“Oxytocin can also help promote trust, empathy, and bonding in relationships,” says Molloy. “Levels generally increase with physical affection, so you can get a boost of oxytocin by doing pleasurable things such as spending time cuddling with your partner, your kids or your pet(s), rather than spending time on social media.”
Responsible for a large part of your goal-related behaviour, dopamine creates reward-seeking loops in your mind that result in a boost of satisfaction.
“Along with adrenaline and noradrenaline, dopamine is part of the catecholamine family of neurotransmitters,” says Dr MacRae. “Dopamine secretion increases in response to pleasurable experiences, like praise, falling in love, food, sex, and shopping.”
Dopamine may cause a surge of positive feelings, but it’s good to be conscious about what’s triggering this particular hormone. Positive ways to increase dopamine production include incorporating a regular meditation practice into your day, to participating in your favourite hobby.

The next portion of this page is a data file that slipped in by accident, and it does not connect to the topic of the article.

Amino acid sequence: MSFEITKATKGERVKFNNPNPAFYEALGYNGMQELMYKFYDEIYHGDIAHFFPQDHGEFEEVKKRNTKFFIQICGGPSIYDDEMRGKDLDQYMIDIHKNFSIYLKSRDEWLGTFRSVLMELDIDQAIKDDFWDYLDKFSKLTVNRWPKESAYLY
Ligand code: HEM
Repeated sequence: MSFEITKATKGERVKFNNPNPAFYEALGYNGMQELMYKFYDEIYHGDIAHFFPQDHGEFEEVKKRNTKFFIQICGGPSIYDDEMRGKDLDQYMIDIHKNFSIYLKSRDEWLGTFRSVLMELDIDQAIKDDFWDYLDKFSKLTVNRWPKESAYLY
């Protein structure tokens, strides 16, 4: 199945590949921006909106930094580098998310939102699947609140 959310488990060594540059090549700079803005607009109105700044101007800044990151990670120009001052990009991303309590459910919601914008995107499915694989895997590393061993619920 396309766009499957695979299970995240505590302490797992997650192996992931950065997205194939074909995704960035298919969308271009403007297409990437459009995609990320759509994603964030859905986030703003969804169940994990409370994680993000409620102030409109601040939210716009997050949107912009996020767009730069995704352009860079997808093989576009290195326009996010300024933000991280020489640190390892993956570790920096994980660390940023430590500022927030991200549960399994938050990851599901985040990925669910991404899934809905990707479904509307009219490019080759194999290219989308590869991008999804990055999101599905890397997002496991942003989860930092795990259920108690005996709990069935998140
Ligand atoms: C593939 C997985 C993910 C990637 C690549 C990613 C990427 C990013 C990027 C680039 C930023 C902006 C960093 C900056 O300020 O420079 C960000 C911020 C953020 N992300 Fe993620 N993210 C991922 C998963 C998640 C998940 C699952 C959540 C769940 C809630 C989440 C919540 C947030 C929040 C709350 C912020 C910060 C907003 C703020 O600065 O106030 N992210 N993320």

“You can improve dopamine synthesis by including high magnesium and tyrosine-rich foods into your diet,” says Dr MacRae. “This includes chicken, almonds, apples, avocados, beets, green leafy vegetables, sesame and pumpkin seeds, turmeric, tomatoes, and bananas. Chocolate is also known to boost dopamine.”
There’s no quick fix when it comes to happiness, and if you are struggling with a consistently low mood, it’s important you reach out to a medical professional for help. Factors such as lifestyle, emotional resilience, mindset and physical health can all influence our mental state, but by understanding what triggers those feel-good feelings, we can make room in our day-to-day for some of the positive behaviours listed above. For example, by adding a meditation practice to your morning routine, going on a run at lunchtime, and then scheduling a catch-up with your friend after work, you’ve already ticked off three of the four happiness hormones. So, if you feel a little down in the dumps, or suffer from low mood near or around your period, it could be worth using the guide above to consider what happiness hormone has been lacking from your life lately, and what you can do to prioritise it.